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The Median Effective Dose and Bispectral Index of Remimazolam Tosilate for Anesthesia Induction in Elderly Patients: An Up-and-Down Sequential Allocation Trial

Authors Liu M, Sun Y, Zhou L, Feng K, Tianlong Wang, Feng X

Received 26 February 2022

Accepted for publication 16 May 2022

Published 20 May 2022 Volume 2022:17 Pages 837—843


Checked for plagiarism Yes

Review by Single anonymous peer review

Peer reviewer comments 2

Editor who approved publication: Dr Zhi-Ying Wu

Miao Liu,1– 3 Yuan Sun,1– 3 Lingxue Zhou,1– 3 Kunpeng Feng,1– 3 Tianlong Wang,1– 3 Xuexin Feng1– 3

1Department of Anesthesiology, Capital Medical University Xuanwu Hospital, Beijing, People’s Republic of China; 2Center for Sleep and Consciousness Disorders, Capital Medical University, Beijing, People’s Republic of China; 3Institute of Brain Disorders, Collaborative Innovation Center for Brain Disorders, Capital Medical University, Beijing, People’s Republic of China

Correspondence: Xuexin Feng, Department of Anesthesiology, Capital Medical University Xuanwu Hospital, No. 45 Changchun St., Xicheng District, Beijing, 100053, People’s Republic of China, Tel +86-1083798277, Email [email protected]

Purpose: Remimazolam is a new type of ultrashort benzodiazepine drug with an unclear optimal dose for general anesthesia induction in elderly patients aged > 60 years. Therefore, this study aimed to determine the effective dose of remimazolam tosilate induction and explore its correlation with the bispectral index (BIS).
Patients and Methods: A total of 42 elderly patients were divided into two age groups: 60– 69 (group A) and 70– 85 (group B) years. An initial dose of 0.1mg/kg(Group A) and 0.05 mg/kg(Group B) remimazolam tosilate was administered, and the Modified Observer’s Assessment of Alertness/Sedation scale was used to assess adequate responses. The dose was calculated using the up-and-down allocation technique based on the previous response. The sequential formula and probit regression model were used to calculate ED50 and BIS50. ED95 was determined using the probit regression model.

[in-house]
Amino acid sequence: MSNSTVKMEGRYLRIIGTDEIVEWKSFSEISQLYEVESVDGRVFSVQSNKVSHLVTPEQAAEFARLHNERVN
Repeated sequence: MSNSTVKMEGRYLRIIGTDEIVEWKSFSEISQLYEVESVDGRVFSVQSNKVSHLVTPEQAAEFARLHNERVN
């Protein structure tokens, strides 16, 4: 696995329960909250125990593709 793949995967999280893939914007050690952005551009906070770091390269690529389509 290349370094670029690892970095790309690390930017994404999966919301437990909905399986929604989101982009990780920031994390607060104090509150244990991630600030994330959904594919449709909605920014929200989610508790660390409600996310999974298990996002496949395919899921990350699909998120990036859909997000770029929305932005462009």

Results: The ED50 of remimazolam tosilate for anesthesia induction were 0.088 mg/kg (95% confidence interval [CI] 0.071– 0.108) and 0.061 mg/kg (95% CI 0.053– 0.069) in groups A and B, respectively. ED95 was 0.118 mg/kg (95% CI 0.103– 0.649) and 0.090 mg/kg (95% CI 0.075– 0.199) in groups A and B, respectively. The remimazolam tosilate administration could decrease BIS. BIS50 was 86.0 (95% CI 83.7– 88.6) and 85.4 (95% CI 84.1– 86.8) in groups A and B, respectively.
Conclusion: During the induction process, patients’ consciousness should be observed. The dose of remimazolam tosilate could be chosen after careful consideration of individual variations.

Keywords: remimazolam, anesthesia induction, geriatric, up-and-down sequential allocation